meta-scriptHow Japanese Breakfast Found Joy On Her New Album 'Jubilee' |
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Japanese Breakfast

Photo: Peter Ash Lee


How Japanese Breakfast Found Joy On Her New Album 'Jubilee'

After years of deep, consuming sadness following her mother's passing, Michelle Zauner, aka Japanese Breakfast, lets some light back in on her upcoming album, 'Jubilee,' which sees her exploring the optimism within her

GRAMMYs/May 29, 2021 - 01:21 am

Up until now, Michelle Zauner's albums as Japanese Breakfast were mired in grief. It's more than understandable: They were written in the wake of her mother's death. But while Psychopomp (2016) and Soft Sounds from Another Planet (2017) mourned her mother's cancer and passing—both depicted in harrowing detail in Zauner's new memoir, Crying in H Mart, where she also reckons with her Korean identity—her upcoming third album, Jubilee, lets some light back in.

Of course, one can't emerge from grief by discarding it entirely; Zauner sits with the darker moments, too. On "In Hell," she describes keeping her mother's pain at bay near the end of her life: "I snowed you in / With hydrocodone / Layer by layer 'til you disappeared." Notably, that song is a former bonus track, reinvigorated for Jubilee. Why, then, does she put that track, and the similarly reimagined "Posing in Bondage," on her new, optimistic album? For Zauner, it's a "good reminder of where I've come from." Her mother passed six years ago, and she's processed that grief to the point where "time has healed a gaping wound, and it's something that I will live with forever, but it's less debilitating." Most importantly, she said, "I want to write about something else."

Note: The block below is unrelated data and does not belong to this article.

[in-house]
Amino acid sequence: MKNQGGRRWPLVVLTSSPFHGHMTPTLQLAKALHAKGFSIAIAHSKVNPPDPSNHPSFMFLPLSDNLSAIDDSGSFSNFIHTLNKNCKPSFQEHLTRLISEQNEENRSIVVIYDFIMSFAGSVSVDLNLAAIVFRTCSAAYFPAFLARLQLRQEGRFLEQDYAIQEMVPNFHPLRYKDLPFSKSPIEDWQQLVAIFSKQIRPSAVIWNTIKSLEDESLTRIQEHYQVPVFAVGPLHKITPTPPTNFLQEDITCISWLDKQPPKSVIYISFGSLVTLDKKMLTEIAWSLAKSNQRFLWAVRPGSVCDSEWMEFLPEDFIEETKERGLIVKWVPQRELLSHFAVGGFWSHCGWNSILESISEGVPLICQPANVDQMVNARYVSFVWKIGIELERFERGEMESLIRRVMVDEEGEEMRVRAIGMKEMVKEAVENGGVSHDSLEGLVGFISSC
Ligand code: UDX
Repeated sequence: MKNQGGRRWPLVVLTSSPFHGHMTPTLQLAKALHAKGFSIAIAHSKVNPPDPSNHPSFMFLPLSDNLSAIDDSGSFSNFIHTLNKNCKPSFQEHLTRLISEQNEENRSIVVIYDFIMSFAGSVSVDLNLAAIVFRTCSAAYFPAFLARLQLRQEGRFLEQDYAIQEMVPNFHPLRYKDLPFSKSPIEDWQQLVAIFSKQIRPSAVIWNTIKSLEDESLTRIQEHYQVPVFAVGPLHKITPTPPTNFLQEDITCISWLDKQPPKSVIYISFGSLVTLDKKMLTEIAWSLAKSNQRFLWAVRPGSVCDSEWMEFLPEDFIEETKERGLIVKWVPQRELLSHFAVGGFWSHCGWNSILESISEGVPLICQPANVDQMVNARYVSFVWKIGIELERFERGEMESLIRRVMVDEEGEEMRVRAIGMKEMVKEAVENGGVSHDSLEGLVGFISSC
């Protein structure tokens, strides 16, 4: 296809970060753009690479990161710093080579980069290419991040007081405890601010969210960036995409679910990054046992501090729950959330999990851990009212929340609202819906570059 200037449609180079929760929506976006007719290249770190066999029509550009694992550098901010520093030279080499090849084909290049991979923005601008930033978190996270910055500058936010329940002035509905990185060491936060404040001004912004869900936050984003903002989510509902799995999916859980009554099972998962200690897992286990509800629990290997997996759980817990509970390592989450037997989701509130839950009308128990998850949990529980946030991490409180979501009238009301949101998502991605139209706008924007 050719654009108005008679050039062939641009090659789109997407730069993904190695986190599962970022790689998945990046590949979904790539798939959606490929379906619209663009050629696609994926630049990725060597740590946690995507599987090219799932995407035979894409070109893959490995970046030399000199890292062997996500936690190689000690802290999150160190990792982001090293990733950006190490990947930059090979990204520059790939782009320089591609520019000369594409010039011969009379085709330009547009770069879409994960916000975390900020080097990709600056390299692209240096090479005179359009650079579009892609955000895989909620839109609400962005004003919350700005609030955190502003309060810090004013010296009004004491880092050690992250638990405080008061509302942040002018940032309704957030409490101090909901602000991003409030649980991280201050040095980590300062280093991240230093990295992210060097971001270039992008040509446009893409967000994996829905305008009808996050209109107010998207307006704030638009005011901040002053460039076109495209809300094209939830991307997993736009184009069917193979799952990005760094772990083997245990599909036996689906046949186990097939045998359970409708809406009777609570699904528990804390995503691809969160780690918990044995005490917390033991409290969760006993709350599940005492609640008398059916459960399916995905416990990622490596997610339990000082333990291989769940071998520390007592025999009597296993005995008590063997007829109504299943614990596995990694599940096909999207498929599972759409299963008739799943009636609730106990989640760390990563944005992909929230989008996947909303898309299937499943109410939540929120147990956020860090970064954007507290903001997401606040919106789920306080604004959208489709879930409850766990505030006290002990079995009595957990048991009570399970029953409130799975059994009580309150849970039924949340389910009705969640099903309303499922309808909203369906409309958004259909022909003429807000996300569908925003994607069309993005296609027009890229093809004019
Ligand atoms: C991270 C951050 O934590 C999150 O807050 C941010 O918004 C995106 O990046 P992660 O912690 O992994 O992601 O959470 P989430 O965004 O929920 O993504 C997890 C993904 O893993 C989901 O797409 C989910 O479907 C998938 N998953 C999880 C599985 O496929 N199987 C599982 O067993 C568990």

So on Jubilee, Zauner strives for joy. She said she feels "like I'm able to do things in my life now that aren't all clouded over with grief," and she wanted to explore that optimism in herself. From the bright, horn-heavy opener "Paprika" to gothic, dancey tracks, Zauner's Jubilee hinges on possibility and hope: She reminds herself that she's allowed to feel joy after this deep, consuming sadness. caught up with Michelle Zauner to dive deep into Jubilee, which drops on Dead Oceans June 4.

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I'm really curious about the timeline of working on the album and working on the memoir—did they overlap?

I was working on the book pretty intensely from probably 2017 to 2020. I sent out my first draft to my editor in October or September of 2019, so I kind of had this built-in break for three to five months where I just could not think about it, and it was in her hands, and I could go off and work on another big project. It was really time for us to start recording a new record, so I started writing and recording largely in 2019.

They are separate but, not to be cliche, they are interrelated in so many ways. Did you apportion certain ideas to one [project] or did they influence each other?

A good deal of the record has to do with my personal life in some ways, and a lot of it was the aftermath of where the book left off, [that] is actually the content of the songs. I think if anything, I wrote two albums that were largely focused on grief and then this whole book that really dove into that experience, [and then] I felt like I was actually really ready to fling myself to the other end of the spectrum and write about this other part of my life that is a bit more joyful.

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That's actually what I was going to ask you about—this album is titled Jubilee, which means celebrating the passage of time. Was there a moment or catalyst, like "it's time to turn towards joy," or was it a slow realization?